Review: Monkeys! With balls! Not those kind of balls!
I mentioned in one of my latest reviews that Sega had two franchises that I couldn't wait to see hit the Nintendo Wii, the light-gun genre was one. The most anticipated of all was the inevitable Wii entry for the Super Monkey Ball franchise. Sega was even kind enough to offer the title at launch!b
For those who haven't heard anything about the title there are two ways to describe it. Old-school video gamers should remember a gem of an Arcade/NES game called Marble Madness. For those that do, simply picture the marble being a monkey, that for some reason that is never explained, is in a ball. Said balled-monkey then finds his way to the end of mazes based on the Wii's tilt sensors. Another description is the old "board game" in which you have two knobs that control the tilt of a board. The object in that game (anyone know the actual name?) is to get the marble to the end of the path while dodging all of the holes in the board. That idea was actually taken and applied to a recent car commercial as well. Add a dash of humor, insane characters and story, mini-games and a splash of Japanese cuteness and you have Super Monkey Ball: Banana Blitz.
Gameplay & Story
The core gameplay of the Super Monkey Ball franchise remains completely intact. Simply get from point A to point B in the allotted time by using your selected monkey. GonGon is the hardiest to control but can squish baddies and destroy bumpers while at the other end of the spectrum is Baby, who gets pushed around by everything but has pinpoint steering. In the middle are the returning AiAi and MeeMee with new simians, YanYan and Doctor. All of the characters possess unique attributes, from their speed and acceleration right down to the size of their balls...Done giggling?
Banana Blitz brings the single-player difficulty to new heights. Even the most hardcore of Super Monkey Ball fans will find the newest entry difficult after the 6th world. But the designers at Amusement Vision didn't leave new players hanging. Seeing as this was a launch title to a system that hoped to broaden the gaming market, it would have been unwise to make entry into the franchise too difficult. To cull the problem the controls were mapped to the Wii Remote, a much more intuitive approach than the joystick, but also one that can make the series MORE challenging than it already is. Despite the change in controls, the AM team did a good job at progressing the title's difficulty. Even the most novice of players should be able to pass the first five worlds without much frustration.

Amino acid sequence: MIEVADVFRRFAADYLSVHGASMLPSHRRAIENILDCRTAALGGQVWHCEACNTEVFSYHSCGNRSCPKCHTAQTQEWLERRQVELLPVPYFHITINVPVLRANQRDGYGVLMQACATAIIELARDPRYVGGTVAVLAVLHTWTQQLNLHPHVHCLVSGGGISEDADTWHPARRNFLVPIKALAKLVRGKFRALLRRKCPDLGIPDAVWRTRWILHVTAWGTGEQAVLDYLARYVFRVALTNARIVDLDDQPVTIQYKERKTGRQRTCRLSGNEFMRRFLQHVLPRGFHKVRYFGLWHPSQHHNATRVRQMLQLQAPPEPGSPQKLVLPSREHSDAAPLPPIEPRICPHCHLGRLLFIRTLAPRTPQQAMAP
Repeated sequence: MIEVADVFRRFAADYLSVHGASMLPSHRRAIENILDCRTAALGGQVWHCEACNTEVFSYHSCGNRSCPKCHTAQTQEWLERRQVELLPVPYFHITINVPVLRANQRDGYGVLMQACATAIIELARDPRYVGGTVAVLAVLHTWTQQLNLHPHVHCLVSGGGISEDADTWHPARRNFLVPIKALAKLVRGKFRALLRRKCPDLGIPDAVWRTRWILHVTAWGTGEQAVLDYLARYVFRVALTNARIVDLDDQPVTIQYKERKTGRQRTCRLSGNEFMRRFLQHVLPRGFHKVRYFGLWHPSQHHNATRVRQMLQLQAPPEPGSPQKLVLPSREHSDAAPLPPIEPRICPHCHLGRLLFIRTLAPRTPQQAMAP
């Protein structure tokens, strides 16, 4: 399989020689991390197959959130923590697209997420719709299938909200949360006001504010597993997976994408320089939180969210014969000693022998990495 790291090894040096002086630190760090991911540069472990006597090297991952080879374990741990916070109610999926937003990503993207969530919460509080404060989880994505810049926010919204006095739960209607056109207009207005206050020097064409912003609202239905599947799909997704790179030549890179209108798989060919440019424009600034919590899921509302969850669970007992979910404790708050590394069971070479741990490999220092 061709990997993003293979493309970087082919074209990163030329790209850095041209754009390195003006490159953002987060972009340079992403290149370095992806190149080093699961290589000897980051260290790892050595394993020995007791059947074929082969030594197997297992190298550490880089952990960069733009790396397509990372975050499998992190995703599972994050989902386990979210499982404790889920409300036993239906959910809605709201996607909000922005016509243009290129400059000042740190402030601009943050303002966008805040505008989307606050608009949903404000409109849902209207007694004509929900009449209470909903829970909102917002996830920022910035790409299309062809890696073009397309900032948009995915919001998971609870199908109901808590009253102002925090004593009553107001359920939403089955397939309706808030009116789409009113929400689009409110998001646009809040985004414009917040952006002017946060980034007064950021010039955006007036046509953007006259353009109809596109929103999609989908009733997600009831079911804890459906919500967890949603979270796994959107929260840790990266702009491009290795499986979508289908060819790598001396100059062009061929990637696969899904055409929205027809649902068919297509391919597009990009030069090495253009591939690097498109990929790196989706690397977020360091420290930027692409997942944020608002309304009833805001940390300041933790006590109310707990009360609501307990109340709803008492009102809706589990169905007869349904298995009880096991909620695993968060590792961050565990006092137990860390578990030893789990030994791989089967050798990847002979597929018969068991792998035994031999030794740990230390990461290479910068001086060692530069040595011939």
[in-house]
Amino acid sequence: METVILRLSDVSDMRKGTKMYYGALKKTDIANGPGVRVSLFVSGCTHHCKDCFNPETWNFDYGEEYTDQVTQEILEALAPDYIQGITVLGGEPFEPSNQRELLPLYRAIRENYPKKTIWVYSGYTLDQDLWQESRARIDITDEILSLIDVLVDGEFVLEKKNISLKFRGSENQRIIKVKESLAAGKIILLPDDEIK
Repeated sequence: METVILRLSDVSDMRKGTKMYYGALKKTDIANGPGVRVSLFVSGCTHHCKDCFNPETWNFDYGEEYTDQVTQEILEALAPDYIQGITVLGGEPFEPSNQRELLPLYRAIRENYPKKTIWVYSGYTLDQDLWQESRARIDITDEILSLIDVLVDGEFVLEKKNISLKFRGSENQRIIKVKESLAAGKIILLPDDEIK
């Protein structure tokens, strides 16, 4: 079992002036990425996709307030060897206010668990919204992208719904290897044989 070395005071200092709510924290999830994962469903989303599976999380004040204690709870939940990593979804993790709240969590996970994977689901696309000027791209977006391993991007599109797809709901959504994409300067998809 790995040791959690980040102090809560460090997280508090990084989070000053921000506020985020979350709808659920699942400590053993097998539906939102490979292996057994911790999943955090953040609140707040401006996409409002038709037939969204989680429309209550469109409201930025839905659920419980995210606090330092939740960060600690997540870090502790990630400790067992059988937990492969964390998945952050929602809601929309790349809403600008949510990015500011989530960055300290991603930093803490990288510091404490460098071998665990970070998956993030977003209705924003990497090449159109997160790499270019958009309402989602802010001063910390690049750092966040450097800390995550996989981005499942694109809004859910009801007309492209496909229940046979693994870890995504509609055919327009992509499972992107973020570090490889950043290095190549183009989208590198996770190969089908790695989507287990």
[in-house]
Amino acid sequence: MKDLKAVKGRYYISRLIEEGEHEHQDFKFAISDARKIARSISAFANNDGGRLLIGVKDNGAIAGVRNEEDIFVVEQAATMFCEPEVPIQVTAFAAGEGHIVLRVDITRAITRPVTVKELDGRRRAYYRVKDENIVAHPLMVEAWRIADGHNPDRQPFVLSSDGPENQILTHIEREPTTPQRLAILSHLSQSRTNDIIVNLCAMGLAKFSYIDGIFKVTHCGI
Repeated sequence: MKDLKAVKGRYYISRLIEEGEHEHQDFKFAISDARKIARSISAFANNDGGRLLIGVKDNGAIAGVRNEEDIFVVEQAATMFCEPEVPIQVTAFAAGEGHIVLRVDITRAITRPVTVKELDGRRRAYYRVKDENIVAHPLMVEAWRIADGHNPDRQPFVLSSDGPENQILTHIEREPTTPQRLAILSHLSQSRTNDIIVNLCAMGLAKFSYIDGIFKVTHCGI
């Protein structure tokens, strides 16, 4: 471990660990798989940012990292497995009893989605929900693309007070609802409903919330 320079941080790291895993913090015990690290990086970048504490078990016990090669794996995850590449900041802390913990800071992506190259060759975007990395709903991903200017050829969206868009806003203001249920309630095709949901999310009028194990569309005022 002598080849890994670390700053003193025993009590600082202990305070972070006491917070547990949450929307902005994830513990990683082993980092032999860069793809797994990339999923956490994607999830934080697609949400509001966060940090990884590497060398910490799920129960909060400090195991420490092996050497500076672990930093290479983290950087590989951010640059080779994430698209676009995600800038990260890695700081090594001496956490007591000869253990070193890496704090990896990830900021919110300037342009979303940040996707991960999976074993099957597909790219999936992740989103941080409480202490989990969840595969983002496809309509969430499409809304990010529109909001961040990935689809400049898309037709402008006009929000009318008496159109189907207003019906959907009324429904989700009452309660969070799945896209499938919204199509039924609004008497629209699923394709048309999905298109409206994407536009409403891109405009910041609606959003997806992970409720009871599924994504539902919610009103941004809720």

To accompany, and perhaps prevent gamers from spiking their Wii Remotes in rage, Sega topped of the title with loads of humor and a ridiculous story plot. In this zany story, a new Pirate boss has taken the Golden Banana (a twist on the cliche Princess stealing perhaps) for his personal gain. Naturally, it is up to our hero AiAi and his misfits band of heroes to save the day. The main game spans eight worlds, each ending in a Boss Battle stage instead of a final windy course.
The party games have been a staple to Super Monkey Ball since the series inception on GameCube back in 2001. Many a college night were spent SCREAMING over Monkey Fight or how I totally got screwed when trying to cut a corning in Monkey Race. Sega went and ruined these fantastic diversion by removing all of the classic SMB and SMB2 party games, instead filling the void with fifty Wii Remote/Nunchuck friendly mini-games. That is not to say that all fifty games are bad, but it would be a lie to say that most of them are solid games, or even have good controls. Why Sega felt that players wouldn't enjoy the old school party games on the Wii I do not know, but every single one of them is better than the fifty included in Banana Blitz.
Amusement Vision has always kept the replay value high on Super Monkey Ball titles. So far, all of the games have had two things to keep players coming back to their favorite primate-based title, party games and hidden tracks. In Super Monkey Ball: Banana Blitz, you can pretty much through out the party games as a reason to come back. As detailed above, Sega buried the previous mini-games in favor of waggle friendly games, almost all of which aren't worth your time. Thankfully, the hidden tracks are still available.
Hardcore Monkey Ballers, the kind of people who find ridiculous shortcuts and post them on YouTube, spend exuberant amounts of time perfecting the best routes, jumps, timing and perfect landings for all of the course in the game. This is because to unlock ALL of the title's levels players must complete each world without using a continue. I didn't want to review Banana Blitz until I unlocked all the gameplay content. So you may want to know that Super Monkey Ball: Banana Blitz was a Wii launch title (November 19th, 2006) that I purchased the day of launch. Yes, unlocking all the levels is simply THAT HARD.